Sylmar/San Fernando History
This view, shot from a spot near today's 210/118 Freeways, is from the Valley Times Collection in the digital archive of the Los Angeles Public Library, www.lapl.org. Here is the caption:
People who prefer a rural way of life fled thickly-populated areas to develop canyons for home sites, only to discover their efforts to seek isolation were in vain. This view taken on February 16, 1957, from the ridge flanking Lopez Canyon shows the large ranch of Fritz Burns, Panorama City developer, with a new subdivision in the far background sweeping in from the San Gabriel Mountains. The charred area on the mountain top is above Olive View Sanitarium in Sylmar. Agricultural acreage in the San Fernando Valley and nearby Santa Clara Valley dropped from 61,300 in 1945 to 35,000 in 1957.
ABOUT THE SCENE ABOVE
The Fritz Burns Ranch in the foreground has a colorful past
THE REINDEER: Starting in the 1950s, the Burns Ranch was home to a reindeer herd that spent the Christmas season at Southern California shopping centers, including Panorama City. Dayle Hunter's family managed the ranch in the 1960s and '70s and lived there. Roy Dimon and Larry Peterson were occasional employees at the ranch.
GERMAN PRISONERS OF WAR: The ranch is known to have been a camp for a few of the 400,000 Axis prisoners held in the United States during World War II. If this seems surprising, it appears that many places, (Beverly Hills, the Birmingham High School site, Cucamonga along with San Fernando) are listed as prisoner camps by some sources. Much of Sylmar was formerly known as San Fernando. The San Fernando prisoners are said to have been used as citrus workers.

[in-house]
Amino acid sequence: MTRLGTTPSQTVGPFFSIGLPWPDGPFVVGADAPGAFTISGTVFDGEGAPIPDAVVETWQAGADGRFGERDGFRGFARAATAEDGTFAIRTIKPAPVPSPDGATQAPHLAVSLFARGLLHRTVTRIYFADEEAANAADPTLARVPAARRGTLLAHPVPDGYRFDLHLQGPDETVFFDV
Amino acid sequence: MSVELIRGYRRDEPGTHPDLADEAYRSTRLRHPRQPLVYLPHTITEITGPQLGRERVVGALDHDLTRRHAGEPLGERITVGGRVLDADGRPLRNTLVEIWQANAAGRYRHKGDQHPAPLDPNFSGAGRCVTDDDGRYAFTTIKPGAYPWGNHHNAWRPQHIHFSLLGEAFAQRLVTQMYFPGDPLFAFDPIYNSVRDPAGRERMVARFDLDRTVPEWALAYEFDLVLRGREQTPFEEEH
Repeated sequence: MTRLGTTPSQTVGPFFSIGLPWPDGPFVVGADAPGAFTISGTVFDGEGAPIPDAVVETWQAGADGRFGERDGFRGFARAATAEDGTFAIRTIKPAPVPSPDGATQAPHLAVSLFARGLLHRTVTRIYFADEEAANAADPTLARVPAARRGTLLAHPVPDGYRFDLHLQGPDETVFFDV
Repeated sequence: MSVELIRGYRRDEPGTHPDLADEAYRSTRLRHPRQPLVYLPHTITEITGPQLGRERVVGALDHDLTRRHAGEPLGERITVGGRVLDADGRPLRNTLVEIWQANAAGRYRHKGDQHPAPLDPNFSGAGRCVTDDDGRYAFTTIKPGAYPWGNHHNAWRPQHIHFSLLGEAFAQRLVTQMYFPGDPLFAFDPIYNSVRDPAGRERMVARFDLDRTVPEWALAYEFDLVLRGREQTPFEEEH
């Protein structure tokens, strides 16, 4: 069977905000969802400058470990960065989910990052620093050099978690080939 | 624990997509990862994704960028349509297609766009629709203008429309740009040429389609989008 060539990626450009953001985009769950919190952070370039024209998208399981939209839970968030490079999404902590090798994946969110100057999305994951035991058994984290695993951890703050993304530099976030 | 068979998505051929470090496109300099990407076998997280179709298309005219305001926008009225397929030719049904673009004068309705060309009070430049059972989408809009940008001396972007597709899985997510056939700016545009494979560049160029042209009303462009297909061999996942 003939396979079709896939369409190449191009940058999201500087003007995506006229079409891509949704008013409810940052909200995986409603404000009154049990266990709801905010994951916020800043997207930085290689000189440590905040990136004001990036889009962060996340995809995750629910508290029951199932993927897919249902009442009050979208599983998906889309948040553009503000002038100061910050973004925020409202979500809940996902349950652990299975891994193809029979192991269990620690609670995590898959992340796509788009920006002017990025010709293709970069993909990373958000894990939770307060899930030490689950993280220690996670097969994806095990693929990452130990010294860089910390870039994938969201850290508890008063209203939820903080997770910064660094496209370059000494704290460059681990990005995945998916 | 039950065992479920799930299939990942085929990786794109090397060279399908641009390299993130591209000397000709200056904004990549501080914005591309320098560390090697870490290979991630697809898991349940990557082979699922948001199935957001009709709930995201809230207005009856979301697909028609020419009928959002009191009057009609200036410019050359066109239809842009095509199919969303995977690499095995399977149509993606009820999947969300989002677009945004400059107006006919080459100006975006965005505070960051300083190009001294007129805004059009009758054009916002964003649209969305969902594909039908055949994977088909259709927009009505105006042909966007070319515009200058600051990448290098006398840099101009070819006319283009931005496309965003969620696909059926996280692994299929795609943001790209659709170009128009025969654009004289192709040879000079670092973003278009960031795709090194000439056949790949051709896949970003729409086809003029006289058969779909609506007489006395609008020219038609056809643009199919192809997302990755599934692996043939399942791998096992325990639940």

D.W. GRIFFITH: The movie pioneer owned the ranch before Burns and shot films there. These two can be found and viewed online: The Female of the Species (1912) The Battle at Elderbush Gulch (1913)
Among the actors credited by IMDb with working at the ranch are Lillian Gish, Mary Pickford, Lionel Barrymore, Harry Carey, Elmo Lincoln and Donald Crisp. (Oscar winner in "How Green Was My Valley").
Old San Fernando
The Rey Hotel was reportedly built in 1906 and fell in the 1971 earthquake.
Below, service started on the Pacific Electric Railway tracks in 1913. The tracks took passengers from San Fernando to Los Angeles via Van Nuys and Hollywood. The spectators may have been there to see auto races which also began on Brand Blvd. in 1913. These photos are taken from the 1946 yearbook of San Fernando High School.
WHY THE SPARTANS?
We were named after the Michigan State Spartans at the suggestion of Gloria Hazuka whose sister attended MSU. Gloria, Class of 1963, was a member of the student leadership council when Sylmar High opened in 1961.
The San Fernando Pioneer Memorial Cemetery at Foothill Blvd. and Bledsoe Street began in 1874 as the Morningside Cemetery. Now owned by the San Fernando Valley Historical Society, the property is open for visits at least once a month.
This plaque was dedicated October 24, 1969 and sits under the scoreboard.